Iranian Deal to Move Forward in Face of Questionable Activity

You know that one person that you wanted to trust, but knew you could not?  That boy/girlfriend, cousin, sibling who constantly wanted you to believe them.  They would do any and everything to gain your trust except tell the truth.  For us, it is Iran.  And unlike those people in our past, they want our trust in order to destroy us.

After years of tension with the West, Iran may be close to getting back to normal. Though there have been reports of hidden missiles and the capture and detention of American sailors, all seems to be moving forward. The Iranians have shown themselves willing and able to conceal their activities and intentions, but we are still acting as if they were trustworthy.

The Washington Times reports

Iran’s foreign minister suggested Saturday that the U.N. atomic agency is close to certifying that his country has met all commitments under its landmark nuclear deal with six world powers, as he began a series of meetings with his European Union and U.S. counterparts on implementing the accord.

“All oppressive sanctions imposed against Iran will be annulled today,” Mohammad Javad Zarif said in comments on Iranian state TV — a reference to the start of the process that will end financial and other penalties imposed on his country once the U.N. agency says Tehran has fulfilled its obligations to restrict its nuclear programs.

As I reported, there seems to be no end to the things we have discovered that the Iranians have failed to disclose. And even though they captured and detained two U.S. Naval vessels and their crew, this administration moves forward. And what will this mean for Iran?

The Times continues

Certification by the International Atomic Energy Agency would allow Iranto immediately recoup some $100 billion in assets frozen overseas. The benefits of new oil, trade and financial opportunities from suspended sanctions could prove far more valuable for Tehran in the long run.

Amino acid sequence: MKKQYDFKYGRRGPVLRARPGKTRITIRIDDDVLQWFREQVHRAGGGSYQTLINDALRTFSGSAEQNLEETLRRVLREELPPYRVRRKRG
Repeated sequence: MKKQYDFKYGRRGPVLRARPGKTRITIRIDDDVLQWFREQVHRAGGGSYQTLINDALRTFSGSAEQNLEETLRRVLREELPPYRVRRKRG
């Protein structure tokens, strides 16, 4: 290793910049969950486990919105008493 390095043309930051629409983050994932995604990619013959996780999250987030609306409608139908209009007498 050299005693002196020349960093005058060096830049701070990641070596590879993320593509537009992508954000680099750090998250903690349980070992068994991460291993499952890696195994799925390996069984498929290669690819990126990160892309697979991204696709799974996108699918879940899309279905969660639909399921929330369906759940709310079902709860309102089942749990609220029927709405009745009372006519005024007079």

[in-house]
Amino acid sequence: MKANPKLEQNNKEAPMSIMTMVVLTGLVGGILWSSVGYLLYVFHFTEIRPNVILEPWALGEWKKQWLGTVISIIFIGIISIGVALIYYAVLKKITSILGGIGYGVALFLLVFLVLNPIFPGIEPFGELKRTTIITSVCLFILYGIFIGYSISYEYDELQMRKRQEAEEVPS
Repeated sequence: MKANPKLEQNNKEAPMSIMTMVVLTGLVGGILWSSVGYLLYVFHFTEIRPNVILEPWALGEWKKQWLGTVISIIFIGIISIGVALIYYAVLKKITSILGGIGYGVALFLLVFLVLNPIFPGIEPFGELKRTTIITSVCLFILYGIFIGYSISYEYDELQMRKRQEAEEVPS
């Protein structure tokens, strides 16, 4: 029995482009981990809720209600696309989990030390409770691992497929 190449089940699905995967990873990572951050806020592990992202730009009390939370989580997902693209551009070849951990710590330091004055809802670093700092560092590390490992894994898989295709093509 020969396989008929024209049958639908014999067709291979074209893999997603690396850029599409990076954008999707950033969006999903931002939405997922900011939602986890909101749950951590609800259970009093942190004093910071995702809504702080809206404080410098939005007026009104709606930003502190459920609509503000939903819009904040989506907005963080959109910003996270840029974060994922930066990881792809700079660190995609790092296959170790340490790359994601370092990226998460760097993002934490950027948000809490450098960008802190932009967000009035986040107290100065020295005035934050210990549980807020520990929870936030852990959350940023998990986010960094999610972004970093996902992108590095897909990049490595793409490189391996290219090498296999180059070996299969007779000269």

Zarif and EU foreign policy chief Federica Mogherini, who met Saturday morning, were to be joined later by U.S. Secretary of State John Kerry in Vienna, headquarters of the IAEA. Kerry’s plane landed in the early afternoon.

So, the largest and most tireless supporter of terror is about to get a large payday and the opening up of trade with the world. Not that there has not been some who have secretly ignored the sanctions; what will Iran do with all the new funds they are about to gain?

With a history of deceit and aggression, both toward us and our chief ally in the region, it is hard to believe that this new found income will not be used to harm our interests. With threats and boasts, the Iranians have long found themselves at odds with America. And there is little that we can do if they hide weapon development or shut out inspectors but threaten.

The Washington Post report

Iran insists all of its nuclear activities are peaceful. But under the July 14 deal, Iran agreed to crimp programs which could be used to make nuclear weapons in return for an end to sanctions.

The agreement puts Iran’s various nuclear activities under IAEA watch for up to 15 years, with an option to re-impose sanctions should Tehran break its commitments.

But what good will sanctions do if Iran already has nuclear weapons?